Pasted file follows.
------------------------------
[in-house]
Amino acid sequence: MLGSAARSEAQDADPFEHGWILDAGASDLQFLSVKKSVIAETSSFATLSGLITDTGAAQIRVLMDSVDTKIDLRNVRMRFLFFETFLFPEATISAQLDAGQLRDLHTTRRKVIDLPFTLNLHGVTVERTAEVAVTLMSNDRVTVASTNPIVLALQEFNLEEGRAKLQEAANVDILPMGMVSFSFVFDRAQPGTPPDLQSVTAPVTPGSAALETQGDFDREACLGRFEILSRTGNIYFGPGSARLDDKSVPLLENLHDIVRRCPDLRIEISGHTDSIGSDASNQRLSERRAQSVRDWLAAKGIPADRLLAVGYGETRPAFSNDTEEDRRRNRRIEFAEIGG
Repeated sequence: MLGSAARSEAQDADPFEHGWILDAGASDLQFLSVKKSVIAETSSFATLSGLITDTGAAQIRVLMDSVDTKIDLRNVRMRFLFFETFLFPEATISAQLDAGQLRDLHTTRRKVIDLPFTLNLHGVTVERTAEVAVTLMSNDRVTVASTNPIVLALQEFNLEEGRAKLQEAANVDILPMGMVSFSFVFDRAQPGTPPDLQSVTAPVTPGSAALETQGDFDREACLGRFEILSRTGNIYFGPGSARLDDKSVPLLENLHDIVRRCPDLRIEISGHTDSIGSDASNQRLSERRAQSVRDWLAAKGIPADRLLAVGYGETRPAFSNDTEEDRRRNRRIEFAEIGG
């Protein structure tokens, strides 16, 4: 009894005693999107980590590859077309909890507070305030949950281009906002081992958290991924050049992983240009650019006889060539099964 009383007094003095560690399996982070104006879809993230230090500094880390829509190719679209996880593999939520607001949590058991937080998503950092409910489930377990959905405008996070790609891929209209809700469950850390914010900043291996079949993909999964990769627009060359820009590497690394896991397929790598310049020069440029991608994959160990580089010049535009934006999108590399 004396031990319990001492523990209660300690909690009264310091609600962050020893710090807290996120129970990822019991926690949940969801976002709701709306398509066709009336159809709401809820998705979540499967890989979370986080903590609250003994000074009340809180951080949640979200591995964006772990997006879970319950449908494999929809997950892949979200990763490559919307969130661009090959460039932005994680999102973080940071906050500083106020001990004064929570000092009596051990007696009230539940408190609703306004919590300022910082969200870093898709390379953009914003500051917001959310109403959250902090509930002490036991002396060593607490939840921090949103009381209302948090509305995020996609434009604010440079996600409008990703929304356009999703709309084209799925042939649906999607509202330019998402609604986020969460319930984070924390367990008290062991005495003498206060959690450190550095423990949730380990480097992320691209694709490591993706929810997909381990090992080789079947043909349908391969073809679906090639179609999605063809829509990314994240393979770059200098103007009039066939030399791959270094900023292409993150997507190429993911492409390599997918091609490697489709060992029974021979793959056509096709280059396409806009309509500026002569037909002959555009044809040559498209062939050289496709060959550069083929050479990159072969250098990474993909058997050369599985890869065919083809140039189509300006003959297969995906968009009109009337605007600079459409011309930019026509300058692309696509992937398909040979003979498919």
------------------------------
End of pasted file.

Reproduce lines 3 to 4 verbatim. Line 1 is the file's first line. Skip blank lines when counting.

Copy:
Repeated sequence: MLGSAARSEAQDADPFEHGWILDAGASDLQFLSVKKSVIAETSSFATLSGLITDTGAAQIRVLMDSVDTKIDLRNVRMRFLFFETFLFPEATISAQLDAGQLRDLHTTRRKVIDLPFTLNLHGVTVERTAEVAVTLMSNDRVTVASTNPIVLALQEFNLEEGRAKLQEAANVDILPMGMVSFSFVFDRAQPGTPPDLQSVTAPVTPGSAALETQGDFDREACLGRFEILSRTGNIYFGPGSARLDDKSVPLLENLHDIVRRCPDLRIEISGHTDSIGSDASNQRLSERRAQSVRDWLAAKGIPADRLLAVGYGETRPAFSNDTEEDRRRNRRIEFAEIGG
């Protein structure tokens, strides 16, 4: 009894005693999107980590590859077309909890507070305030949950281009906002081992958290991924050049992983240009650019006889060539099964 009383007094003095560690399996982070104006879809993230230090500094880390829509190719679209996880593999939520607001949590058991937080998503950092409910489930377990959905405008996070790609891929209209809700469950850390914010900043291996079949993909999964990769627009060359820009590497690394896991397929790598310049020069440029991608994959160990580089010049535009934006999108590399 004396031990319990001492523990209660300690909690009264310091609600962050020893710090807290996120129970990822019991926690949940969801976002709701709306398509066709009336159809709401809820998705979540499967890989979370986080903590609250003994000074009340809180951080949640979200591995964006772990997006879970319950449908494999929809997950892949979200990763490559919307969130661009090959460039932005994680999102973080940071906050500083106020001990004064929570000092009596051990007696009230539940408190609703306004919590300022910082969200870093898709390379953009914003500051917001959310109403959250902090509930002490036991002396060593607490939840921090949103009381209302948090509305995020996609434009604010440079996600409008990703929304356009999703709309084209799925042939649906999607509202330019998402609604986020969460319930984070924390367990008290062991005495003498206060959690450190550095423990949730380990480097992320691209694709490591993706929810997909381990090992080789079947043909349908391969073809679906090639179609999605063809829509990314994240393979770059200098103007009039066939030399791959270094900023292409993150997507190429993911492409390599997918091609490697489709060992029974021979793959056509096709280059396409806009309509500026002569037909002959555009044809040559498209062939050289496709060959550069083929050479990159072969250098990474993909058997050369599985890869065919083809140039189509300006003959297969995906968009009109009337605007600079459409011309930019026509300058692309696509992937398909040979003979498919």